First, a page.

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Anim. Behav.

, 1996, 51, 1077–1086

Why individual vigilance declines as group size increases
Department of Zoology, University of Melbourne, Australia

(Received 27 March 1995; initial acceptance 23 June 1995;
final acceptance 8 September 1995; MS. number: 4887)

Abstract. A reduction in individual vigilance with an increase in group size is one of the most frequently
reported relationships in the study of animal behaviour. It has been argued that this phenomenon may
not be a direct consequence of an increase in group size but may be due to other factors relating to
increased group size, such as increased foraging competition. However, there is evidence for a direct
relationship between group size and vigilance where other variables have been controlled. The aim of
this review is to highlight the fact that the functional explanation of the group size effect remains
unclear. Some authors have considered just one hypothesis, the group vigilance or ‘many eyes’
hypothesis. This states that, by taking advantage of the vigilance of other group members, individuals
can reduce their own vigilance. However, there is an alternative, or additional, possibility that if
individual vigilance declines with a reduction in individual predation risk, the group size effect could be
accounted for by a reduction in individual risk at higher group sizes, as is widely thought to occur
through encounter, dilution and confusion effects. In this review, it is shown that evidence previously
interpreted in terms of one hypothesis may also be interpreted in terms of the other. Future research
should be directed towards explicit consideration of the two effects and empirical tests to distinguish
their relative importance. It is proposed that the individual risk hypothesis, with group vigilance as one
element, provides a more general framework for understanding variation in vigilance behaviour with
group size and with other factors. ? 1996 The Association for the Study of Animal Behaviour

A reduction in individual vigilance with increasing vigilance hypothesis’. It has also been referred to
group size is one of the most frequently reported as a ‘many eyes effect’ (e.g. Powell 1974), as a
relationships in the field of animal behaviour (see ‘collective detection effect’ (Lima 1995) and as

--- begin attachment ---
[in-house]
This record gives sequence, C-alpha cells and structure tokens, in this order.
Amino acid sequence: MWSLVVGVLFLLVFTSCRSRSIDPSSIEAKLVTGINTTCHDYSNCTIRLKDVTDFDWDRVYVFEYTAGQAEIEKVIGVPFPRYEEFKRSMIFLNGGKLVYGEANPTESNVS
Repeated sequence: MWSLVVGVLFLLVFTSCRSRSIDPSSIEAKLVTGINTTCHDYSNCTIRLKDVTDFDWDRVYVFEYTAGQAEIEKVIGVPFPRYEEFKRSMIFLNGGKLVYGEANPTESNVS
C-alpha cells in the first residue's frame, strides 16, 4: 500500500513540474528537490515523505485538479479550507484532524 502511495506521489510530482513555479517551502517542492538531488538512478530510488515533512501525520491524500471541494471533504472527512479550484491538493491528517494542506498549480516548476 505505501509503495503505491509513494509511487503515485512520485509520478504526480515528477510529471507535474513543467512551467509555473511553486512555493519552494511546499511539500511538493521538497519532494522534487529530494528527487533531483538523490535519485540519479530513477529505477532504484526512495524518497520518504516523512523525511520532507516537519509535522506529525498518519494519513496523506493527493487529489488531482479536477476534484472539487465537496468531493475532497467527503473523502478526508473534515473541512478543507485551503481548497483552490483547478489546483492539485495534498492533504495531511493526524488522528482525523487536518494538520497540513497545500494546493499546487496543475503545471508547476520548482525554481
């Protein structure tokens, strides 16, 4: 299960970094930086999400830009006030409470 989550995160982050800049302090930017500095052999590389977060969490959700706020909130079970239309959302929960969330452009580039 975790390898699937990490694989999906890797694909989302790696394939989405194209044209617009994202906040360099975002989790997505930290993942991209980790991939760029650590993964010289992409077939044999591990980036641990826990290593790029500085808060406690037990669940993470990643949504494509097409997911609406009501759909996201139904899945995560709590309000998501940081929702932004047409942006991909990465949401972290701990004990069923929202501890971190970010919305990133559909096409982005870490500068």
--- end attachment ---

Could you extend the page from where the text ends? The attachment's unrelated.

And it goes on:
reviews in Barnard & Thompson 1985; Elgar a ‘detection effect’ (e.g. Dehn 1990, but not as in
1989; Lima 1990; Lima & Dill 1990; Quenette Lima 1995). It states that individuals in larger
1990). However, in spite of a large number of groups can enjoy the same or improved predator
published studies on the subject, the functional detection rate while scanning less frequently and
interpretation of this decline remains poorly having more time to feed (e.g. Pulliam 1973).
understood. I also examine another hypothesis. If vigilance
There are two main hypotheses to explain the depends on predation risk and if that risk declines
widespread existence of an inverse relationship with increasing group size, vigilance should also
between group size and vigilance (‘the group size decline with increasing group size. The possibility
effect’ e.g. Lima 1995). In a highly influential of such an effect has been considered by Bertram
paper, Pulliam (1973) advanced the hypothesis (1978), Pulliam et al. (1982), Packer & Abrams
that animals benefit by flocking because the (1990), Lima (1990), Dehn (1990) and McNamara
vigilance of flock-mates leads to an increase in the & Houston (1992).
probability of detecting a predator within the time There is a third possibility in the form of the
it takes to attack. I refer to this as the ‘group familiar caution that correlation does not imply
causation. Elgar (1989) concluded that ‘most
if not all studies fail to adequately demonstrate
Correspondence and present address: G. Roberts,
Department of Psychology, University of Newcastle,
an unambiguous relationship between vigilance
Newcastle upon Tyne NE1 7RU, U.K. (email: behaviour and group size’. A reduction in
GILBERT.ROBERTS@DURHAM.AC.UK) vigilance with increasing group size might arise

0003–3472/96/051077+10 $18.00/0 ? 1996 The Association for the Study of Animal Behaviour